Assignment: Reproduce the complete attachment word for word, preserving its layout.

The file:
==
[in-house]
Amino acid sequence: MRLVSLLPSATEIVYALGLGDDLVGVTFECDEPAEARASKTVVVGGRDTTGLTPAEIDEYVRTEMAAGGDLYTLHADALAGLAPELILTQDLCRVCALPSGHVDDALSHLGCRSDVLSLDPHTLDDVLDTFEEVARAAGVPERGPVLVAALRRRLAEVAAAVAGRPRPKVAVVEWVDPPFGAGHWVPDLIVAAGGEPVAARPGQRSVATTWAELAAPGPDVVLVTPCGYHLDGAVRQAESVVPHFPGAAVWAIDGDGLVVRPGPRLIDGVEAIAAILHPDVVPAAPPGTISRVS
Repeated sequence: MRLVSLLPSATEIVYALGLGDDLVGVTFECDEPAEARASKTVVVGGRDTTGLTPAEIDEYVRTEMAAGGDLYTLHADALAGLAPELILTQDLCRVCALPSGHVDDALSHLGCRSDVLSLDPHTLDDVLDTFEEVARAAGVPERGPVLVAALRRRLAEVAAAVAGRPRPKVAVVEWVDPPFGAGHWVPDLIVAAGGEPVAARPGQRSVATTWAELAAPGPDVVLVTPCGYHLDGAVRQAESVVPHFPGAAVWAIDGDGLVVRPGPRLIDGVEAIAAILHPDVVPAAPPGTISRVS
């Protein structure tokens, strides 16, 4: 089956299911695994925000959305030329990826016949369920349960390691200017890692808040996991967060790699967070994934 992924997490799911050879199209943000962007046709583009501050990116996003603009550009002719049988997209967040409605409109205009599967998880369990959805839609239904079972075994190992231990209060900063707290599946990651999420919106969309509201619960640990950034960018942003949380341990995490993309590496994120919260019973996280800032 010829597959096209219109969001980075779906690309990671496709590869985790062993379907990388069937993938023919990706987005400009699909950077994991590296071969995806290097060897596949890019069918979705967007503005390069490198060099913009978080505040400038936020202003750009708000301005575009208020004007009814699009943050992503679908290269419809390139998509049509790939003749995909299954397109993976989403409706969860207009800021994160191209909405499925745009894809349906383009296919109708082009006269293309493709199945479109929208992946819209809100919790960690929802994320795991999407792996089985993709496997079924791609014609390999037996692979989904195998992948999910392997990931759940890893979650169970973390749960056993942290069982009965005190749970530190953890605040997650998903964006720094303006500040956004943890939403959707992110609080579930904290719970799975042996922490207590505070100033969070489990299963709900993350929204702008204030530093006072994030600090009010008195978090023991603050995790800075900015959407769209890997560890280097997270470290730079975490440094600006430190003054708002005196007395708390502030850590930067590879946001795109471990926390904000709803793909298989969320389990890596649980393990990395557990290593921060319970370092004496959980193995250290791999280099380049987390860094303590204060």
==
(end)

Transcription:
[in-house]
Amino acid sequence: MRLVSLLPSATEIVYALGLGDDLVGVTFECDEPAEARASKTVVVGGRDTTGLTPAEIDEYVRTEMAAGGDLYTLHADALAGLAPELILTQDLCRVCALPSGHVDDALSHLGCRSDVLSLDPHTLDDVLDTFEEVARAAGVPERGPVLVAALRRRLAEVAAAVAGRPRPKVAVVEWVDPPFGAGHWVPDLIVAAGGEPVAARPGQRSVATTWAELAAPGPDVVLVTPCGYHLDGAVRQAESVVPHFPGAAVWAIDGDGLVVRPGPRLIDGVEAIAAILHPDVVPAAPPGTISRVS
Repeated sequence: MRLVSLLPSATEIVYALGLGDDLVGVTFECDEPAEARASKTVVVGGRDTTGLTPAEIDEYVRTEMAAGGDLYTLHADALAGLAPELILTQDLCRVCALPSGHVDDALSHLGCRSDVLSLDPHTLDDVLDTFEEVARAAGVPERGPVLVAALRRRLAEVAAAVAGRPRPKVAVVEWVDPPFGAGHWVPDLIVAAGGEPVAARPGQRSVATTWAELAAPGPDVVLVTPCGYHLDGAVRQAESVVPHFPGAAVWAIDGDGLVVRPGPRLIDGVEAIAAILHPDVVPAAPPGTISRVS
């Protein structure tokens, strides 16, 4: 089956299911695994925000959305030329990826016949369920349960390691200017890692808040996991967060790699967070994934 992924997490799911050879199209943000962007046709583009501050990116996003603009550009002719049988997209967040409605409109205009599967998880369990959805839609239904079972075994190992231990209060900063707290599946990651999420919106969309509201619960640990950034960018942003949380341990995490993309590496994120919260019973996280800032 010829597959096209219109969001980075779906690309990671496709590869985790062993379907990388069937993938023919990706987005400009699909950077994991590296071969995806290097060897596949890019069918979705967007503005390069490198060099913009978080505040400038936020202003750009708000301005575009208020004007009814699009943050992503679908290269419809390139998509049509790939003749995909299954397109993976989403409706969860207009800021994160191209909405499925745009894809349906383009296919109708082009006269293309493709199945479109929208992946819209809100919790960690929802994320795991999407792996089985993709496997079924791609014609390999037996692979989904195998992948999910392997990931759940890893979650169970973390749960056993942290069982009965005190749970530190953890605040997650998903964006720094303006500040956004943890939403959707992110609080579930904290719970799975042996922490207590505070100033969070489990299963709900993350929204702008204030530093006072994030600090009010008195978090023991603050995790800075900015959407769209890997560890280097997270470290730079975490440094600006430190003054708002005196007395708390502030850590930067590879946001795109471990926390904000709803793909298989969320389990890596649980393990990395557990290593921060319970370092004496959980193995250290791999280099380049987390860094303590204060």